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MEDICATION MAY CARRY SIMPLER LABELS

The Food and Drug Administration wants to require simpler, more easily understood labels for nonprescription drugs including more pictures, diagrams and bolder print - and less reliance on technical words.

Just as easy-to-read nutrition labels are helping people choose packaged foods, the simpler labels for over-the-counter drugs may help reduce some of the confusion in choosing medication, the agency said.The introduction of new labeling requirements is likely to be a drawn-out process, and it is expected to be years before consumers will notice the difference. Over the next several years, the FDA plans to explore various ways to introduce the simpler labels.

"People have changed. People are more interested in their health," Michael Weintraub, director of the Office of OTC Drug Evaluation, explained after an advisory committee hearing on the plan.

"If the consumer is ready to take more control of their health, to learn more about their ailments and how they can treat them . . . it's really going to be helpful," he said. "By improving the print size and improving the content, we will make (the label) more approachable."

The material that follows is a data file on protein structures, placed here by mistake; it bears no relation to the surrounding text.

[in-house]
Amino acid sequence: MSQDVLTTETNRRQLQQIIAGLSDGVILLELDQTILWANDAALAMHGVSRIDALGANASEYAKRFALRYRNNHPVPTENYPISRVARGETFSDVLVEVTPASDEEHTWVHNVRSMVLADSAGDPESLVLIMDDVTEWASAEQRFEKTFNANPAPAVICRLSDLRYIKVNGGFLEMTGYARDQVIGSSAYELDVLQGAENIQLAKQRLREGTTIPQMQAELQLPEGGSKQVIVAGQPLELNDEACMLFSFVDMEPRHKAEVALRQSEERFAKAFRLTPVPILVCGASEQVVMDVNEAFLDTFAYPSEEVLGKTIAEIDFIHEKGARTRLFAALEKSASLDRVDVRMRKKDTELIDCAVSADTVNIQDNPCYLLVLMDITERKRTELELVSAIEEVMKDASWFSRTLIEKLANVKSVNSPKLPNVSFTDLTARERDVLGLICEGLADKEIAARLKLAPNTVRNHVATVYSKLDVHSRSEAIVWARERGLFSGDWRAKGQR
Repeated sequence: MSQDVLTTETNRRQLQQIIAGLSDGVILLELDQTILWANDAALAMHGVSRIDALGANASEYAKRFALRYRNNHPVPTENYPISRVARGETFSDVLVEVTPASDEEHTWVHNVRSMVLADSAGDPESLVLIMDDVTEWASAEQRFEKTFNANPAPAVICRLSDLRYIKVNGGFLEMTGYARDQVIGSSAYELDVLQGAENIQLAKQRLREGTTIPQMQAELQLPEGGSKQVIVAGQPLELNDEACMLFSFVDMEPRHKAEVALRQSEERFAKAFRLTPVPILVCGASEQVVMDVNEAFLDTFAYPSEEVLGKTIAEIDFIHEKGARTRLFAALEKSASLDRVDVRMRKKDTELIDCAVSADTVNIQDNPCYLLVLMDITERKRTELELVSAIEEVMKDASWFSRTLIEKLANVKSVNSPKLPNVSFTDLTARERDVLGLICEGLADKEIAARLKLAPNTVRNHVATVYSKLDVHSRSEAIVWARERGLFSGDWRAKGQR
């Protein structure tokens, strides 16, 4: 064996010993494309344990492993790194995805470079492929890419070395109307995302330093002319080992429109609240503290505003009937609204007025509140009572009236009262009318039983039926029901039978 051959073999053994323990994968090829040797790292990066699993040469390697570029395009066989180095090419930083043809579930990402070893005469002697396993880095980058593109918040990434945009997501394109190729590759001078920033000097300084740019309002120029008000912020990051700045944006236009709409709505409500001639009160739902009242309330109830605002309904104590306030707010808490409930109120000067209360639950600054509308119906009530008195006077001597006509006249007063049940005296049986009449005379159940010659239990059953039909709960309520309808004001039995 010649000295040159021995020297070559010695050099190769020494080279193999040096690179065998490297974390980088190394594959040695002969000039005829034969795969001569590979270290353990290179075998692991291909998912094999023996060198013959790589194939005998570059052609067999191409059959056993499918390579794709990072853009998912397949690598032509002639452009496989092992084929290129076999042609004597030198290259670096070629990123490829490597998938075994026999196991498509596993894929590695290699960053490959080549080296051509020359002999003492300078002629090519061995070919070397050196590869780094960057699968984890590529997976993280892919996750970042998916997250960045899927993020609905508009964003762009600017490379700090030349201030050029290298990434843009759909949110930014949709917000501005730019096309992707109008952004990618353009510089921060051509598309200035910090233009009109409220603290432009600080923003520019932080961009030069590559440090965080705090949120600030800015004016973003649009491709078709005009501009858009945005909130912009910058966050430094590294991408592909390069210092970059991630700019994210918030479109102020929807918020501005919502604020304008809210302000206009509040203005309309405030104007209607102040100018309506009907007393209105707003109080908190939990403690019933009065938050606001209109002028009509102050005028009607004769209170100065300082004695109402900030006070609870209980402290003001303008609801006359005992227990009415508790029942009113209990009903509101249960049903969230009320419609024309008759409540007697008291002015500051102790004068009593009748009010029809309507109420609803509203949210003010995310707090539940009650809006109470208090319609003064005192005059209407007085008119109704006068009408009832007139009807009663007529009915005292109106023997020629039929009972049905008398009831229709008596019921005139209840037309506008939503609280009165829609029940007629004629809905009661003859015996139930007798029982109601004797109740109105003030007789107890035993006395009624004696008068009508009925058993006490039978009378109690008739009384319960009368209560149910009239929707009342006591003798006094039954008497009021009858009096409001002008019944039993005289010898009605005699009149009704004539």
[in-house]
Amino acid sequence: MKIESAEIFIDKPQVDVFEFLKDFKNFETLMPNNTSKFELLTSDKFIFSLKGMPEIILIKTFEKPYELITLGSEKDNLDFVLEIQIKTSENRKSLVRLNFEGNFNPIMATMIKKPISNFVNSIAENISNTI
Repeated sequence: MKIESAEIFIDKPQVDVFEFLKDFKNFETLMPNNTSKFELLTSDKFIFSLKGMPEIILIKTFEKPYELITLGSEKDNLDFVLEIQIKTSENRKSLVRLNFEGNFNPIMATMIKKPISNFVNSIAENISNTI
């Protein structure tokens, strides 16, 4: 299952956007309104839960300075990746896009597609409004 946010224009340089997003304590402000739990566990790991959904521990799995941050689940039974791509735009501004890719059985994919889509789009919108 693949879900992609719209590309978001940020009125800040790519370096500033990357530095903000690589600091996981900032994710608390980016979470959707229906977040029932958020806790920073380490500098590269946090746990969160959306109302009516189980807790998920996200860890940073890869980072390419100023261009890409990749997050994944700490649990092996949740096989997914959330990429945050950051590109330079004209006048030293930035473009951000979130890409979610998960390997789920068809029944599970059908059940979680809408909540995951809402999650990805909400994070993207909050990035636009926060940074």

The announcement met little resistance from industry.

"We are committed to good label readability," said William Soller, senior vice president of the Nonprescription Drug Manufacturers Association. "The plea here is to focus on what's important."

Soller said he was concerned about using pictures because people can misinterpret them. He also worried about over-the-counter drug makers facing product liability claims as a result of the FDA's plan for simpler labels.

He also said many drugmakers are moving toward "boxless" packages because of ecological concerns, and they wondered where they would put dosage, warnings and other information on such packaging. But Soller stressed the $11 billion industry was willing to work with the FDA and other involved groups.

Marking the first major change in food labeling since 1973, the FDA last May required foodmakers to begin using a standardized label called "Nutrition Facts." The bold, easy-to-read label was designed to be more user-friendly so consumers could quickly see what was in their food and determine calorie and fat content.